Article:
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By Joshua Arnold
The Washington Stand

An attorney for the Southern Poverty Law Center (SPLC) and 10 other left-wing lawyers were found to have engaged in improper “judge shopping,” according to a panel of federal judges, whose October 2023 report was unsealed last week.

The lawyers were challenging an Alabama law protecting minors from gender transition procedures and tried to maneuver their lawsuit in front of the most favorable judge. Judge Liles Burke, who presided over their 2022 challenge to the Alabama Vulnerable Child and Adolescent Protection (VCAP) Act, ordered the lawyers on February 21 to “show cause why they should not be sanctioned for the misconduct outlined in the Final Report of Inquiry” in a hearing set for May 22 and 23.

A three-judge panel, comprised of a judge from each of Alabama’s federal district courts, found “without hesitation” that these 11 lawyers “purposefully attempted to circumvent the random case assignment procedures of the United States District Courts,” “to direct their cases to a judge they considered favorable, and, in particular, to avoid Judge Burke.”

The panel enumerated 10 concrete examples of misconduct. Briefly, the lawyers brought two challenges against Alabama’s VCAP law, one (Walker v. Marshall) in the Middle District of Alabama and another (Ladinsky v. Ivey) in the Northern District of Alabama. They tried, officially and unofficially, to maneuver the Walker case to the docket of Judge Myron Thompson, a Carter appointee “well known for ruling in favor of progressive litigants,” as Eugene Volokh described. However, when the cases were consolidated in the Northern District and assigned to Judge Liles Burke, a Trump appointee, they voluntarily dismissed both cases and told the media they planned to refile — despite telling the court they wanted to resolve the suit as quickly as possible. They then filed a third lawsuit (Eknes-Tucker v. Marshall) in the Middle District of Alabama, which was almost identical to the previous lawsuit, except that they had changed the plaintiffs to avoid the appearance of judge shopping.

However, these lawyers had already raised the court’s suspicion by voluntarily dropping the cases and telling the media they planned to refile it. Judge Burke responded by recommending a panel investigation, as their actions “could give the appearance of judge shopping — ‘a particularly pernicious form of forum shopping’ — a practice that has the propensity to create the appearance of impropriety in the judicial system.”

With three different cases to sort through, involving no less than 39 different lawyers, the three-judge panel took 18 months to complete its investigation, but they eventually determined that 11 of those 39 lawyers had engaged in misconduct. Six of these 11 lawyers represented nationwide activist groups.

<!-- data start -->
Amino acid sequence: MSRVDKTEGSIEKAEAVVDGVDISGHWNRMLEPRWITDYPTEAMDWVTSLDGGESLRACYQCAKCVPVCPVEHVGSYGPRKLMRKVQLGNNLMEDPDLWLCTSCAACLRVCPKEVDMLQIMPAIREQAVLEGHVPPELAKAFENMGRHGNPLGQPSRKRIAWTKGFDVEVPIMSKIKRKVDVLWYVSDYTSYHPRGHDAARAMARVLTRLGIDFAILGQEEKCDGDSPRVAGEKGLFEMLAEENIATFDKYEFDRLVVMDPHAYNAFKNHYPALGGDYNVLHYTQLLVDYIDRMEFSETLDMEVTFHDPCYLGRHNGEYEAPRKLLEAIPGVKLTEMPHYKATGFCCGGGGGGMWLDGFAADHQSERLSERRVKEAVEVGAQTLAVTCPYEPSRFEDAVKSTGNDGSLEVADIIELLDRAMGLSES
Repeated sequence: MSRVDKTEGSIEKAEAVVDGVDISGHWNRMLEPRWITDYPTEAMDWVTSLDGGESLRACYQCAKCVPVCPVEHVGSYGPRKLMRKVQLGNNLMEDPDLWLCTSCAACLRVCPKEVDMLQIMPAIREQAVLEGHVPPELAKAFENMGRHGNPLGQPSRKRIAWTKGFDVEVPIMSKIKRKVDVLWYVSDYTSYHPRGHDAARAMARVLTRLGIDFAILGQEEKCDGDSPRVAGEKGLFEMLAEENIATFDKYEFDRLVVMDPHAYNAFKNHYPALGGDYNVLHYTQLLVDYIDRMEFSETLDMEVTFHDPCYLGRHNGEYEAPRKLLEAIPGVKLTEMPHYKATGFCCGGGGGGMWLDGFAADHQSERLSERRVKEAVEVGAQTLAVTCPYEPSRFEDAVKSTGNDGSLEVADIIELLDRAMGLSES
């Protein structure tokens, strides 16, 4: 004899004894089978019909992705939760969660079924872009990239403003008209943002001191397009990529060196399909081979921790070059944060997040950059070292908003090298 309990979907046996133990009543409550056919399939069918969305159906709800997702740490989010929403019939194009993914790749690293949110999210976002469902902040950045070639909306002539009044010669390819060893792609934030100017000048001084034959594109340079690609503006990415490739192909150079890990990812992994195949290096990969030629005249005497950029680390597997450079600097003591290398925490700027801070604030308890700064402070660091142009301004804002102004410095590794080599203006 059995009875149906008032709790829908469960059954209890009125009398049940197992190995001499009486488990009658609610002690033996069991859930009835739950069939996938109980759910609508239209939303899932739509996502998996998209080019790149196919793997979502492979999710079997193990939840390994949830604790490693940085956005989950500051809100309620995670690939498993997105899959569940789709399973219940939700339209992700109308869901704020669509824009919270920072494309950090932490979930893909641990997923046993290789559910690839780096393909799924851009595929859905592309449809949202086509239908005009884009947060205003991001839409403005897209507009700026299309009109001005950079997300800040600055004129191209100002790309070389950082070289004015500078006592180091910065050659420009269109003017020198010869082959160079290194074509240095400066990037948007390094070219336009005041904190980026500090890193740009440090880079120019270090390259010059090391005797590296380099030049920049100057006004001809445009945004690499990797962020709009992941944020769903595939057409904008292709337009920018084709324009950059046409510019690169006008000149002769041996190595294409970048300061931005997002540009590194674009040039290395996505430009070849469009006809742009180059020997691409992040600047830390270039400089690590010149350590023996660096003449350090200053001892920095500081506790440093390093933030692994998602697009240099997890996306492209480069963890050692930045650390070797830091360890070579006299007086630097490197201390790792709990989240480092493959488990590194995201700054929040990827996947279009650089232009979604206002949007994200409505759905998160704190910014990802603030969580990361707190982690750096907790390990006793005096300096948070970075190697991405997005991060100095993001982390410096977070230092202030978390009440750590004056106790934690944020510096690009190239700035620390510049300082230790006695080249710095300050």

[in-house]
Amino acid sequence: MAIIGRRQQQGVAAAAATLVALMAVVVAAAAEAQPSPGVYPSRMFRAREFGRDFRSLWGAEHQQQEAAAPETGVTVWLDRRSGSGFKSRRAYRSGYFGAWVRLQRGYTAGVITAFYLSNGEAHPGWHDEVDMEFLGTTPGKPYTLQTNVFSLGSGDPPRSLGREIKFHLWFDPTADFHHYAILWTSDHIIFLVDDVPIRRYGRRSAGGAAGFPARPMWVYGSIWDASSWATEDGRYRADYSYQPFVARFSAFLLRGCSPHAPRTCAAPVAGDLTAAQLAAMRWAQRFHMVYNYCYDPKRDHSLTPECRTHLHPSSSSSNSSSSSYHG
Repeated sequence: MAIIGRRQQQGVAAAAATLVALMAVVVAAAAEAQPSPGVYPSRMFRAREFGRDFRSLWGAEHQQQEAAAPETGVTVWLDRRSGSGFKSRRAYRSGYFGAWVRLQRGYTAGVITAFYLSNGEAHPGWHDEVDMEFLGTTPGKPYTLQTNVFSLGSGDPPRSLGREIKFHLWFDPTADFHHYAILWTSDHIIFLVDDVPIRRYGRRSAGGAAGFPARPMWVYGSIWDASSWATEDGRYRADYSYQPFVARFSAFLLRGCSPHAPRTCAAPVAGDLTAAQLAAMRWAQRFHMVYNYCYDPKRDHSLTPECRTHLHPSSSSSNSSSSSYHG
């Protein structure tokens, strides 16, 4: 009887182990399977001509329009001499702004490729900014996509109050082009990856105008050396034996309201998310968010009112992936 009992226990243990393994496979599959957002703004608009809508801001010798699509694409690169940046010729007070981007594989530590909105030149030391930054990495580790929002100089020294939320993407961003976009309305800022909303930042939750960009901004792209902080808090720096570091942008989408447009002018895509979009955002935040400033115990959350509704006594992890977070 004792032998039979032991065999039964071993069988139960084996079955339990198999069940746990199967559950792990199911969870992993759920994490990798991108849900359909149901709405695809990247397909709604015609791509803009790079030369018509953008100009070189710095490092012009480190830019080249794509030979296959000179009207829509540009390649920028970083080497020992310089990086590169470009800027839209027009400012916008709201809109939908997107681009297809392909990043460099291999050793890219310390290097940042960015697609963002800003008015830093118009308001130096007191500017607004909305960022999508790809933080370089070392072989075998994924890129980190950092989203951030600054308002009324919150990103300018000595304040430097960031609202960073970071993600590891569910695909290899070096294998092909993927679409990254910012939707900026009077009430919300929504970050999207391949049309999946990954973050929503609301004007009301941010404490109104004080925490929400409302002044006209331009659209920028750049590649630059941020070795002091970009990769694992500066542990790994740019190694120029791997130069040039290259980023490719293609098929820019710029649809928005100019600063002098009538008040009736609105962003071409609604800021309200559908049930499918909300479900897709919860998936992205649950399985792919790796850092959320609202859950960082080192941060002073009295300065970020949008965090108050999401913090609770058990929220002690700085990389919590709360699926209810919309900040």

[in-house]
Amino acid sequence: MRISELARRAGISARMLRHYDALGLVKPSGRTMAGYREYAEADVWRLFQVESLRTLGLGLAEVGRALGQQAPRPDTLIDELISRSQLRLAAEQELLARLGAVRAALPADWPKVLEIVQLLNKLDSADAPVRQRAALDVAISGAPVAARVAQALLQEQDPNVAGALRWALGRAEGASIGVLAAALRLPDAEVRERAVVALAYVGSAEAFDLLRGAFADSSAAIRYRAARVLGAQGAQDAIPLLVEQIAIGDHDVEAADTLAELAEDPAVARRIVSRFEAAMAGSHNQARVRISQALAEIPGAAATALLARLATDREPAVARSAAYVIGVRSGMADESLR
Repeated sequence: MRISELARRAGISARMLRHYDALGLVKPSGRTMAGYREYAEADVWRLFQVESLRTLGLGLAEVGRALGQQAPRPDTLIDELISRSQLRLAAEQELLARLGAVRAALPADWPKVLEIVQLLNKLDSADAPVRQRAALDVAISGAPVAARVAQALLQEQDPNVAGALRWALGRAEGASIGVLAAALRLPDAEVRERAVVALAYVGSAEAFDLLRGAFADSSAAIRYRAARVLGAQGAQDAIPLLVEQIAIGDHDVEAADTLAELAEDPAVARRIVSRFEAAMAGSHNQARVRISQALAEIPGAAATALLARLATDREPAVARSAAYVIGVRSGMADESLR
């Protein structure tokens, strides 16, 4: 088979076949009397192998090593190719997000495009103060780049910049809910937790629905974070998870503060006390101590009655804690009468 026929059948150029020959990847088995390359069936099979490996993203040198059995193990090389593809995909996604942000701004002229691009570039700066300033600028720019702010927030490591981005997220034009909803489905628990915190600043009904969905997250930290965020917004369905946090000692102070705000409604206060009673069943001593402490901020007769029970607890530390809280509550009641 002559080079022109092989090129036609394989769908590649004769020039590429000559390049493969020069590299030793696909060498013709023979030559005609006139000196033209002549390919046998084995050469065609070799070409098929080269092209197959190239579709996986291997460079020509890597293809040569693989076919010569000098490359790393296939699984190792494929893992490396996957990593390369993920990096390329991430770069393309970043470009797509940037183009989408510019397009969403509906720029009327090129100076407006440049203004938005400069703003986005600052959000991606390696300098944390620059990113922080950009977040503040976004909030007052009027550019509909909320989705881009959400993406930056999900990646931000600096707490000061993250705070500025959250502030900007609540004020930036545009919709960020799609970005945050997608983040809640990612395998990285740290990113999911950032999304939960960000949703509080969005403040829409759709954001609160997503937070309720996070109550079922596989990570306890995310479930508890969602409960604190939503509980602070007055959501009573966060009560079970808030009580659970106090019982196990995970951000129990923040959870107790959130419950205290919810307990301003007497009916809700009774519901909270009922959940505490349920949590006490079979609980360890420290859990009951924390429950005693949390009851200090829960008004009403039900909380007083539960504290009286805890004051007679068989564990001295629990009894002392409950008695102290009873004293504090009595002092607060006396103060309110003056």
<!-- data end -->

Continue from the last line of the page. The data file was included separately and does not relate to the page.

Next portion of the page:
Among the number was Scott McCoy, a deputy legal director for SPLC. McCoy’s previous work includes convincing a New Jersey jury that non-LGBT-affirming counseling was “consumer fraud,” running a campaign against a marriage ballot measure in Utah, and sitting as the first openly gay-identifying member of the Utah legislature.

Not among the number — indeed, not even named in the judge’s report — was McCoy’s boss, Nancy Abudu. Abudu then worked as director of strategic litigation for the SPLC, and President Biden appointed her to the Court of Appeals for the Eleventh Circuit. However, Abudu’s nomination lingered before the Senate for nearly a year. Republicans on the Senate Judiciary Committee opposed Abudu’s nomination, noting that, “in her hearing before the Committee, she did not deny overseeing the litigation strategy in the Ladinsky case.” The full investigation found that SPLC lawyers overseen by Abudu were, in fact, complicit in that debacle.

It should go without saying that the SPLC is a left-wing fringe group notorious for listing mainstream conservative organizations, such as Family Research Council and Alliance Defending Freedom, on its “hate map.” The SPLC hate map even inspired a 2012 shooting at FRC’s headquarters in Washington, D.C. One SPLC attorney was arrested on domestic terrorism charges during a March 2023 assault on the construction site for an Atlanta police training facility. Another SPLC attorney likely travelled to Washington, D.C. to participate in a pro-Palestine rally that crossed into illegal trespass when demonstrators moved their protest inside a congressional office building. The SPLC’s status as a fringe activist group is only reinforced by this new revelation that one of their lawyers was caught in an attempt to manipulate the federal judicial system for a desired outcome.

The other lawyers in hot water include:

  • Carl Charles (a trans-identifying biological female), then with the trans-activist group Lambda Legal, but now with the U.S. Department of Justice;
  • Asaf Orr, then with the National Center for Lesbian Rights, but now with the Legal Division for the California Civil Rights Department;
  • Jennifer Levi (a trans-identifying biological female), senior director of transgender and queer rights for GLBTQ Legal Advocates & Defenders (GLAD) and a member of the Legal Committee of the World Professional Association for Transgender Health (WPATH);